teacher @highlandslatin,

OT PhD candidate, research expert @sbtslibrary

My Two Notetaking Apps

I’d probably long ago have gone seven kinds of crazy, one for each day of the week, if I didn’t simplify my life in every area where I do have some control. – > Odd Thomas

When I worked as an English tutor, I would regulary read that book with students who were struggling with reading comprehension. I fell in love with the story, and this quote always stuck with me. Like Odd, I think fewer is better; minimal is the goal. For notetaking, there are only two apps I use.

I’m making a distinction between notetaking and writing apps. These are just for notetaking.


I’ve written about GoodNotes here (re: teaching) and here (re: notetaking). I use GoodNotes to take Greek and Hebrew reading notes, I use it to occasionally to jot down notes in a meeting, and lately I have been using it to take sermon notes in church. I use it for several other things, but these are the primary ways I use it for notetaking.

Apple Notes

For everything else, I use Apple's Notes App. I moved from Evernote to Apple Notes a couple years ago and haven’t looked back. Just about every note I add goes into the default Notes folder. When using Evernote, I had a lot of individual folders, but I’ve come to think this is a waste of time. My notes are sorted by last updated, which means whatever I’m looking for is usually at the top of the list. If it isn’t, I can search for it. All my notes are stored in iCloud, and the iCloud sync has worked wonderfully for me.

It is also super easy to share a note with someone. You click a big plus sign and select how you want to share a link. That’s it. One way we use shared notes is to keep up with Beau’s steps every day. I share a note called called “Beau’s Steps” with my wife, and whoever puts him to bed can add his step count at the end of the day.

I like to use the Notes app to compile a list of links. To do so, I hit the share button in Safari and create a note with a link to whatever website I’m on. And you don’t have to create a new note each time. After clicking the share button and selecting the Notes icon, you can select the note to which you would like to add your link. This makes it easy to collect links for gift ideas or research topics or themed blog posts or anything else. It took me less than a minute to put together this list.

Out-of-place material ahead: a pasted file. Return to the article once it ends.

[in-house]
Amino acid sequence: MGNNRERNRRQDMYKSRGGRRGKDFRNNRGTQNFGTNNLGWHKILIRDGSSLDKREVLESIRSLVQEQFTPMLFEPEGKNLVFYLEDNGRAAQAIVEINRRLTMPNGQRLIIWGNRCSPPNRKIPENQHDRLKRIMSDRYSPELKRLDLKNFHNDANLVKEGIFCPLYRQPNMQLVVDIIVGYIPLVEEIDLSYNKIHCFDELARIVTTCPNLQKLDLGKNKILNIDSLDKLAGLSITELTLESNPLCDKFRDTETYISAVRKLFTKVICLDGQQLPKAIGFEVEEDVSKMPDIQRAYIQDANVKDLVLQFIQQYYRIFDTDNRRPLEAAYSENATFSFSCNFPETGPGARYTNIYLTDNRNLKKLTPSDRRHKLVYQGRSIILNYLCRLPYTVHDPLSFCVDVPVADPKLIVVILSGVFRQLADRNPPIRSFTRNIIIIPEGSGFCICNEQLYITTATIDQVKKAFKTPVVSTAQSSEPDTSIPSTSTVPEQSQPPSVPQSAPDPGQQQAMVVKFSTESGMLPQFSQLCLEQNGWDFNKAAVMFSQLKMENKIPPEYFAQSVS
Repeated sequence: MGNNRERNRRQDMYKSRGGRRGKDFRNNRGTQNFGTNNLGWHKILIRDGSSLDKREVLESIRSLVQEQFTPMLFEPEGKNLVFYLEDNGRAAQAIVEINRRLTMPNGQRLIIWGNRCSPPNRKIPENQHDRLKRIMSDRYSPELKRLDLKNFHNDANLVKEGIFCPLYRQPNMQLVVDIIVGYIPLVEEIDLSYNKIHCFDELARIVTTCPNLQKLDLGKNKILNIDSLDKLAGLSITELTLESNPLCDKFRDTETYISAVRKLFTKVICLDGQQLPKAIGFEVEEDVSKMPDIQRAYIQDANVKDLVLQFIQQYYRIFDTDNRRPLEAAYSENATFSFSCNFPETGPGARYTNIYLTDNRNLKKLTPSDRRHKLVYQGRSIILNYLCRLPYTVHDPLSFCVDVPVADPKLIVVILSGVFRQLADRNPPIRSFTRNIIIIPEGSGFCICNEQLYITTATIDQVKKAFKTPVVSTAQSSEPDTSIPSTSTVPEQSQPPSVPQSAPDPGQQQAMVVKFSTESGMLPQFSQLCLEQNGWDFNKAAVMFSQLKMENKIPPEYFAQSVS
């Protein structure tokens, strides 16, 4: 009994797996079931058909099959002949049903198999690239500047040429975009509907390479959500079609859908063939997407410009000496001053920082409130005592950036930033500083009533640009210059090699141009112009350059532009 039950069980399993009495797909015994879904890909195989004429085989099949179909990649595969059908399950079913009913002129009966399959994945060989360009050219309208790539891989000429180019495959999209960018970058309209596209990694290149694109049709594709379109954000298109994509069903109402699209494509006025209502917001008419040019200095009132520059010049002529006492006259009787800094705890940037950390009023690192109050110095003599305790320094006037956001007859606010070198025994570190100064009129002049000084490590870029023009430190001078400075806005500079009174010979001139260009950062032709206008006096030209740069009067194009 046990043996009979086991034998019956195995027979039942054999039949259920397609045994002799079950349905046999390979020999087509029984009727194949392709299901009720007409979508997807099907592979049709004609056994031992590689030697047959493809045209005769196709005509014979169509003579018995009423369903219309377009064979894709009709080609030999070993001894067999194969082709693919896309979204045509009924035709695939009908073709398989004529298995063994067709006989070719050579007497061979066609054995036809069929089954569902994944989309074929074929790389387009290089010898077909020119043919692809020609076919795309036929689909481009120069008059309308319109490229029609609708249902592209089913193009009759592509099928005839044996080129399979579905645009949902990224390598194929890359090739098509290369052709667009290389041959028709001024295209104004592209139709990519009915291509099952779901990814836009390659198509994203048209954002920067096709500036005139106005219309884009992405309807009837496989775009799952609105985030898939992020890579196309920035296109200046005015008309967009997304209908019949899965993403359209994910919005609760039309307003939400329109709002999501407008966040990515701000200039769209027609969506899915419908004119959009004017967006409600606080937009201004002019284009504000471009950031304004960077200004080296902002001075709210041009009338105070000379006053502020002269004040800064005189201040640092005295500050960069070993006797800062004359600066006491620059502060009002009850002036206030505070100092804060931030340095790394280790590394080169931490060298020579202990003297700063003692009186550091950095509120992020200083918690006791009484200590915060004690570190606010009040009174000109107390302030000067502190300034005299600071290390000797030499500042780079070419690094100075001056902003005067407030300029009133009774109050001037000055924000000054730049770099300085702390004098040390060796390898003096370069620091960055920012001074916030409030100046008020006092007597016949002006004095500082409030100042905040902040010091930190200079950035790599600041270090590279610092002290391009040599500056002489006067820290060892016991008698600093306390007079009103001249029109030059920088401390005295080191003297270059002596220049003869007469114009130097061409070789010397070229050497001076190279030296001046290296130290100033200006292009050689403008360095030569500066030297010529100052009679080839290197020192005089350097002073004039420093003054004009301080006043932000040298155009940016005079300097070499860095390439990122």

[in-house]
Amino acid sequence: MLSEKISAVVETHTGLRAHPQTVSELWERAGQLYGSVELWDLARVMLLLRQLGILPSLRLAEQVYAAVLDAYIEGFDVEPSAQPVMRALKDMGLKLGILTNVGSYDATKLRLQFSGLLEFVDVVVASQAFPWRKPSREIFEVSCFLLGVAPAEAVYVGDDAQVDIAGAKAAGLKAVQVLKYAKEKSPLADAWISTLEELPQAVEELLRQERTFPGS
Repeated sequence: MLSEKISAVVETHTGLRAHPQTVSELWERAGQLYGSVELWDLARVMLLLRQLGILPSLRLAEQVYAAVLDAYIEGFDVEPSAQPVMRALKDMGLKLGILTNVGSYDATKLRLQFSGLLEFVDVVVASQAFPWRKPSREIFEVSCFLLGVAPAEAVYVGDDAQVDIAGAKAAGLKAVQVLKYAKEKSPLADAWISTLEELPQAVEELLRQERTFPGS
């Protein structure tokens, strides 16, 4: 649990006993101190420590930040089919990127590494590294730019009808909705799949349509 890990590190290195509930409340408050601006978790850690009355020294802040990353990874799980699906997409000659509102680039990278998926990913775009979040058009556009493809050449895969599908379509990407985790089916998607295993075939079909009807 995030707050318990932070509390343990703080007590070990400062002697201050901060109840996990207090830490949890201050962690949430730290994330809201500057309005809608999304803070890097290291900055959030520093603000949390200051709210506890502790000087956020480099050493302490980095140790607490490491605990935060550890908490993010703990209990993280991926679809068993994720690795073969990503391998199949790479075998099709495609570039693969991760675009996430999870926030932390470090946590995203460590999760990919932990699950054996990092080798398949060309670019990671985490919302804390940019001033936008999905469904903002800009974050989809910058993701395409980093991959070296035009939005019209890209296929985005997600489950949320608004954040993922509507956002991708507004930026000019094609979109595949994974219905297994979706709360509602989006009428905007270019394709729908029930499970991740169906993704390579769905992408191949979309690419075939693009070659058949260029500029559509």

As I said, I shot the big green elephant.

The big, bad Bear, however, is trying to break into my notetaking workflow. I’ve fought him off for the time being, but I do really wish Apple’s Notes App had markdown support. I considered switching to Bear for mardown, but I could not find a way to export all my notes with images from the Notes App and import them into Bear.

Ideally, I could use Ulysses for both notetaking and most long-form writing. The one hiccup: Ulysses doesn’t support inline images. You don’t see your pictures until you export from Ulysses to PDF or docx or one of their many other export formats.

For now, notetaking happens in Apple’s Notes app and GoodNotes. Hopefully, we will see some improvements to the Notes app (markdown!) at WWDC next week.

Reflections after Four Years of Teaching

Reading & Digital Notetaking